In March, the Uganda Police nabbed 37 Chinese nationals in Uganda that were involved in activity related to cyber-crime. The gang were found disassembling mobile phones and computers in Kireka, on the outskirts of Kampala. A police search at their premises later found suspected stolen computer motherboards, phones, and electricity meters.
The same gang was also in possession of 1,895 Airtel and 223 MTN sim cards which they were using in scam financial transactions.
Recent security operations in the city centre have uncovered a racket of mobile phone theft often linked to violent crime. According to police the recovered phones at places like Mutaasa Kafeero, City Centre Complex, and other such shopping centres in the city are linked to waves of violent crime in the country.
The recovered phones, according to police also helped the security operatives to recover motorcycles in areas of Katwe that were stolen from oftentimes victims that ended up dead. Police say when the phone is stolen, dealers in the city centre change the phone serial numbers and put the phones back on the market. Police say this new trend provides a conduit for the thieves thus encouraging violent crime, burglaries, street robberies, theft of motorcycles, and related murders.
Another area of crime that has baffled security forces in Uganda is crimes emanating from or aided by mobile phones and phone SIM cards. In 2017, following several killings of Ugandans, which crimes remain unresolved to-date, the government swung into action, ordering for mass registration and re-registration of all SIM cards in use. This was because it was discovered that the criminals made use of SIM cards in committing their follies.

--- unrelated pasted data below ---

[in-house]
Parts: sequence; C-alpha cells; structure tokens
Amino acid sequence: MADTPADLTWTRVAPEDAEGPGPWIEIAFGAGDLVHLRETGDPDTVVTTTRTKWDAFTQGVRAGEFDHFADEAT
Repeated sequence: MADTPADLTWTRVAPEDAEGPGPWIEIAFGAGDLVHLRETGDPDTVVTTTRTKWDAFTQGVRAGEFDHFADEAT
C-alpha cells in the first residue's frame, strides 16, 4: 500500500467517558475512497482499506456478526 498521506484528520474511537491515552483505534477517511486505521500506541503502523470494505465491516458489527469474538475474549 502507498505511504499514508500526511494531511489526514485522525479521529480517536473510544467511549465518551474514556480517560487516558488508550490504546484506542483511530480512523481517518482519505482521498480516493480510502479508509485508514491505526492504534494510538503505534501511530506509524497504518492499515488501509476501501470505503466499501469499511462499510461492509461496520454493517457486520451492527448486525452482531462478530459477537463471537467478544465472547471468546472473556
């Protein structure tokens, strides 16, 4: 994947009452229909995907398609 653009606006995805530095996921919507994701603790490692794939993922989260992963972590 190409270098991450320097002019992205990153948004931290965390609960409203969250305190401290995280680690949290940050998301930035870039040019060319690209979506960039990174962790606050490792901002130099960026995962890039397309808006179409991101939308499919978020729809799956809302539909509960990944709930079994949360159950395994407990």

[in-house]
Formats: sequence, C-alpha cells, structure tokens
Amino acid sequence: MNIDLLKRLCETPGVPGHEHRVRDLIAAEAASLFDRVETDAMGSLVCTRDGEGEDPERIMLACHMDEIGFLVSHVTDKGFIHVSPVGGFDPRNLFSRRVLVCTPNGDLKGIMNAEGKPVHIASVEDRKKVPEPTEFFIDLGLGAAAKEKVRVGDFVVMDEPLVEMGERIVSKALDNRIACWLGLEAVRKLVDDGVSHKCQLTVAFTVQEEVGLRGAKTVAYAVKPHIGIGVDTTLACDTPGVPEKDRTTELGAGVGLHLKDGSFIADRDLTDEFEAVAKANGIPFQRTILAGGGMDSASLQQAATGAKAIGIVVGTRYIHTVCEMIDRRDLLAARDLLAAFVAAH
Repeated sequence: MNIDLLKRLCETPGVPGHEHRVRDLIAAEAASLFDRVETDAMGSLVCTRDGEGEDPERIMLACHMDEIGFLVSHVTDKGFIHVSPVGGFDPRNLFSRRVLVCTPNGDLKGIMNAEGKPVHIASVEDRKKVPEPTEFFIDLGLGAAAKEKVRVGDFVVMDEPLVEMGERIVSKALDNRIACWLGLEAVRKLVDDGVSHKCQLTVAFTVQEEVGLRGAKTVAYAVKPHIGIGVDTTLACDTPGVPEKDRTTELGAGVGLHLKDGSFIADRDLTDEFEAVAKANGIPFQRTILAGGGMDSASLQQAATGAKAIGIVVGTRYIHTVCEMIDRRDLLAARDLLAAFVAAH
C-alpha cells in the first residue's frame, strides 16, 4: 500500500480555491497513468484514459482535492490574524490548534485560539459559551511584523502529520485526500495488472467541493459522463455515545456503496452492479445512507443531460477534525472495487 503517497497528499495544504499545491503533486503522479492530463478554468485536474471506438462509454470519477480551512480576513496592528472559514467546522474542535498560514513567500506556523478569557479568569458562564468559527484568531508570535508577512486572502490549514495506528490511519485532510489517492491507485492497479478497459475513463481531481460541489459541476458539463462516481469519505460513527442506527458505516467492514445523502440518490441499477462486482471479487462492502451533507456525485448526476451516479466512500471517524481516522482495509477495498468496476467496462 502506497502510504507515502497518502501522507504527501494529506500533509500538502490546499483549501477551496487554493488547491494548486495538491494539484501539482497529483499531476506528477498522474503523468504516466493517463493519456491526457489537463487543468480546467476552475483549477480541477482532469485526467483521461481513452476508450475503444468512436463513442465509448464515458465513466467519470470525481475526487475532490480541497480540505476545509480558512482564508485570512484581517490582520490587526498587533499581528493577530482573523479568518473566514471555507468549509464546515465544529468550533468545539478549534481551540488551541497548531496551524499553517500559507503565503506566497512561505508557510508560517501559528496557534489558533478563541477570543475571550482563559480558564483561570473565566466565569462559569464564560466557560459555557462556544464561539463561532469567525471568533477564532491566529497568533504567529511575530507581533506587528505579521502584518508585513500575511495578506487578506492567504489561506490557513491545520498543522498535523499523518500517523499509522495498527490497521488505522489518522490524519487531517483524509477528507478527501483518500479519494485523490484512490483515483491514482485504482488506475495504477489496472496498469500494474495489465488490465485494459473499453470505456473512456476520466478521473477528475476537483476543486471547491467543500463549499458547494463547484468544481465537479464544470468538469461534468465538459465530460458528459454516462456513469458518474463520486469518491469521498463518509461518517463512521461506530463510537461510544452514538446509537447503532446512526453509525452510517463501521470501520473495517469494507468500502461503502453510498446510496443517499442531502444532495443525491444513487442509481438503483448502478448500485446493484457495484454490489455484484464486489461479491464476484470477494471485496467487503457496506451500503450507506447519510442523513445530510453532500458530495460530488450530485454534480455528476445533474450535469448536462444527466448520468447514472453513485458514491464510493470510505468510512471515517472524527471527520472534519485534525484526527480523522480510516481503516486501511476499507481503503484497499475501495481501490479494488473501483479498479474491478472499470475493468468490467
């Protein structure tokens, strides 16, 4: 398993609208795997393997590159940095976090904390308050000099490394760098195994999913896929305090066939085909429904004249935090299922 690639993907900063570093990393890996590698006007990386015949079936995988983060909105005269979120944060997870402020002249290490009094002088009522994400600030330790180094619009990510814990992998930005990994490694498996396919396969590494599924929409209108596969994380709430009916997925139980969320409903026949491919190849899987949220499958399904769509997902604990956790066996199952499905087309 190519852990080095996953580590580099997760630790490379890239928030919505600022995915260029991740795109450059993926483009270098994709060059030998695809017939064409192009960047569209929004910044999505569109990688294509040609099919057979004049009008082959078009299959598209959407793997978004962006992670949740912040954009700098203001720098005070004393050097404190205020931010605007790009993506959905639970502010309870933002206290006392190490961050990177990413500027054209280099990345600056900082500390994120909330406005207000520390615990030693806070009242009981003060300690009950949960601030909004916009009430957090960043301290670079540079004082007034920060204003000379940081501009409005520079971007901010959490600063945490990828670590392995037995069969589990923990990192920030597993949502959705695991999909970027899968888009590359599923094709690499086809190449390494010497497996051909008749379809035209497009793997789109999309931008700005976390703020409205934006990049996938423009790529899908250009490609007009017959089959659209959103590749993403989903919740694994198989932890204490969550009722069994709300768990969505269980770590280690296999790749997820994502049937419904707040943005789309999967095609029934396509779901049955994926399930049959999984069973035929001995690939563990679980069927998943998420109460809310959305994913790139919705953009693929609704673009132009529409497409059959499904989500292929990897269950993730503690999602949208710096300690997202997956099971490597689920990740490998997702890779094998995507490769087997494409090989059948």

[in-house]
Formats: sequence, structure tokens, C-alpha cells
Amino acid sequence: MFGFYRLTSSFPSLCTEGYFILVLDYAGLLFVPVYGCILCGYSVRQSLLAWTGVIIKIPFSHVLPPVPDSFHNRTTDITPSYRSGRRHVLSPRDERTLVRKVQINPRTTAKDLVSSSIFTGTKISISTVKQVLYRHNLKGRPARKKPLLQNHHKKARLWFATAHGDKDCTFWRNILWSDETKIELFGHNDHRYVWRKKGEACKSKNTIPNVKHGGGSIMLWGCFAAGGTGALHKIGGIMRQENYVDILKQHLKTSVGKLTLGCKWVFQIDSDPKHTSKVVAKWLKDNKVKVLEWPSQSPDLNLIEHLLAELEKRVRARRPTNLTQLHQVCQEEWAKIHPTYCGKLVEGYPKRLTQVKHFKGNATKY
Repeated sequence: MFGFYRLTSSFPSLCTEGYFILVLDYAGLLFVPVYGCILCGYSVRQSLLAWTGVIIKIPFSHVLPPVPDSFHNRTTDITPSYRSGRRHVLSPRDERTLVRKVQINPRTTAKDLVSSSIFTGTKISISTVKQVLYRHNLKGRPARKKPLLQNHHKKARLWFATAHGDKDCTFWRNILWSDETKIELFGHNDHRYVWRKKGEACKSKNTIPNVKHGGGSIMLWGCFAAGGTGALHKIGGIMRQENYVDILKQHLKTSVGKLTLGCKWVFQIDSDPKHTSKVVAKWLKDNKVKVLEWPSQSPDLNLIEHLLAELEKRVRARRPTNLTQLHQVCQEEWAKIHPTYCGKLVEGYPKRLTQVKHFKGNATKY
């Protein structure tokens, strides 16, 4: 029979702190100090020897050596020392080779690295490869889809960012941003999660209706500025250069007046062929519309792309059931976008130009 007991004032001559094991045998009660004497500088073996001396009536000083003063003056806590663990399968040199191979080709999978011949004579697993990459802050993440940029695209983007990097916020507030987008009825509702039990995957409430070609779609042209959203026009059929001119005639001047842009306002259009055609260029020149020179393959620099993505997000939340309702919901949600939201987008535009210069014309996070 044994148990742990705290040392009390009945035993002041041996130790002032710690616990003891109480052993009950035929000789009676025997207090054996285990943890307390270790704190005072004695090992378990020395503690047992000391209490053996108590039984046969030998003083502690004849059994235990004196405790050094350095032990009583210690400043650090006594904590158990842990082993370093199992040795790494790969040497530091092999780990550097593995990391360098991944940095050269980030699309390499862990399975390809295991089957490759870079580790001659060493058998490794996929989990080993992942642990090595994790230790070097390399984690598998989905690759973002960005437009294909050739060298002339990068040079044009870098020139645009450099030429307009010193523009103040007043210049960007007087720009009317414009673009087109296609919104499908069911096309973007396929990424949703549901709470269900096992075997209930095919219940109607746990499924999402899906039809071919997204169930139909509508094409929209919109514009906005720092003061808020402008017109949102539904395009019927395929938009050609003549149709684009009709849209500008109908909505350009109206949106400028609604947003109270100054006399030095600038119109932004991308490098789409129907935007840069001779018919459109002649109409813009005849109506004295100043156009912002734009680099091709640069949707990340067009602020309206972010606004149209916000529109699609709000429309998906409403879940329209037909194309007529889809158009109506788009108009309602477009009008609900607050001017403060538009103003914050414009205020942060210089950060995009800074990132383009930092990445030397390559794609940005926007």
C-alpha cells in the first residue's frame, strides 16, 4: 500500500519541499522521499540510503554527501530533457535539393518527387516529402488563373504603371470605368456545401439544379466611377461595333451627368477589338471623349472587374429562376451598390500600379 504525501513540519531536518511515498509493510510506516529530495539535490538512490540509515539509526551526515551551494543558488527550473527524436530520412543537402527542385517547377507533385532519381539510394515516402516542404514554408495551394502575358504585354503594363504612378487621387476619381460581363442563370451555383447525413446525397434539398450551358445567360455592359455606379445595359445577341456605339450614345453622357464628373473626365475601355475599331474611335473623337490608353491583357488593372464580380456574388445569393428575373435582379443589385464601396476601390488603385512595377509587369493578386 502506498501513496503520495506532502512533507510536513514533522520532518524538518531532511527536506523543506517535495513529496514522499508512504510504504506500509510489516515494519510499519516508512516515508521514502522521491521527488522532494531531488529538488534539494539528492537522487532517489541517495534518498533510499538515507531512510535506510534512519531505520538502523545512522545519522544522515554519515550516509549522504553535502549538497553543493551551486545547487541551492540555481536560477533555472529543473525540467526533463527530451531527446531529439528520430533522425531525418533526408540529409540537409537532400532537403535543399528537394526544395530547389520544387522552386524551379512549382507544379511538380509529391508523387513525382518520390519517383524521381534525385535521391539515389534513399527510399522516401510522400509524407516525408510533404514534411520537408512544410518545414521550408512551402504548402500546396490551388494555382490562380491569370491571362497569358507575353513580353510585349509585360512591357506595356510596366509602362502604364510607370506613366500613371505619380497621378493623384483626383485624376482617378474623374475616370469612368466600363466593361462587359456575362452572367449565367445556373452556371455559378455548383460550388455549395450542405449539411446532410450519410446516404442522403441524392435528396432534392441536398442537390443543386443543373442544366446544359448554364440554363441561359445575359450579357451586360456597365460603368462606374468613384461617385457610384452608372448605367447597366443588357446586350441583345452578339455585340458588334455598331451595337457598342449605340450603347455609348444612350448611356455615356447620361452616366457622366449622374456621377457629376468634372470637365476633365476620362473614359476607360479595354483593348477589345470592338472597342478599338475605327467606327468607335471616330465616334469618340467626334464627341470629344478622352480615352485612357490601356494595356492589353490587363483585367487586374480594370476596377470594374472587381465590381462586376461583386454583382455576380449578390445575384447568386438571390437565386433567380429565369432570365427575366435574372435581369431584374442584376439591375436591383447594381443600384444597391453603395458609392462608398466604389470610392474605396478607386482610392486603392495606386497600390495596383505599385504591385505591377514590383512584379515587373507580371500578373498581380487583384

Besides murders, criminals have also been involved in scamming unsuspecting Ugandans of their hard-earned money using mobile phones.
In April 2017, the Uganda Communications Commission ordered for fresh registration of all SIM cards in the country. All mobile phone holders were required to re-register using their National Identity Cards, passports for foreigners and certified documents from the Office of the Prime Minister for refugees.
This order followed security concerns that unregistered SIM cards were being used by criminals in the country. Therefore the registration exercise was intended to help law enforcers to identify mobile phone SIM card owners, track criminals who use phones for illegal activites, curb incidents such as loss of phone through theft, hate text messages, fraud, inciting violence among other benefits.
It, therefore, is a disturbing scenario when security bursts a criminal gang and found them with thousands of mobile phones.
The country should speak up and call for a thorough investigation of the intention of the Chinese foreigners who are currently held in prison the investigation should also spread to how the Chinese managed to get the phones registered to work in Uganda.
It is difficult enough to have petty Ugandan criminals using SIM cards to commit their crimes, it becomes even more difficult to think that mobile phones are now being used to commit international crimes by foreigners in Uganda.
This writer, Raymond Tamale is a city businessman